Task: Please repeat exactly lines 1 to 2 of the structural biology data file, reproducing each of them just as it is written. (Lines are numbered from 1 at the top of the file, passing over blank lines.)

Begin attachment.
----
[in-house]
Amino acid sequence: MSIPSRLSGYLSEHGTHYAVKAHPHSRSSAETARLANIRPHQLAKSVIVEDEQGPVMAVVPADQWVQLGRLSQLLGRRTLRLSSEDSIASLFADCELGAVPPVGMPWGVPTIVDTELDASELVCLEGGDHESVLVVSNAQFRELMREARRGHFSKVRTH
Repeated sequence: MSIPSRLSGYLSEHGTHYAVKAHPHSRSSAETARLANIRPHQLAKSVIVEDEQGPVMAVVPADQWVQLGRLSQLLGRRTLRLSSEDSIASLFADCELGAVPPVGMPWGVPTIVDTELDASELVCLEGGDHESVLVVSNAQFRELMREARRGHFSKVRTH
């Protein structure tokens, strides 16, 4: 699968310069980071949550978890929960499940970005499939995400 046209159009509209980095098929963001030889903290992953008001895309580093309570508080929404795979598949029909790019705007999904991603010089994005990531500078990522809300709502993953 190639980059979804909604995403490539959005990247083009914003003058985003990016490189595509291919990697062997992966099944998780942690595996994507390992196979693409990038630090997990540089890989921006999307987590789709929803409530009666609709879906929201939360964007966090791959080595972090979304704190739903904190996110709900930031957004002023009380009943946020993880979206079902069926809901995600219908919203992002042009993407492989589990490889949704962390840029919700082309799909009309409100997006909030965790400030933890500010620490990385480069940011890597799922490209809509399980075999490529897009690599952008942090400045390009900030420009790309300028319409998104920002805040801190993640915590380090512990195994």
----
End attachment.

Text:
[in-house]
Amino acid sequence: MSIPSRLSGYLSEHGTHYAVKAHPHSRSSAETARLANIRPHQLAKSVIVEDEQGPVMAVVPADQWVQLGRLSQLLGRRTLRLSSEDSIASLFADCELGAVPPVGMPWGVPTIVDTELDASELVCLEGGDHESVLVVSNAQFRELMREARRGHFSKVRTH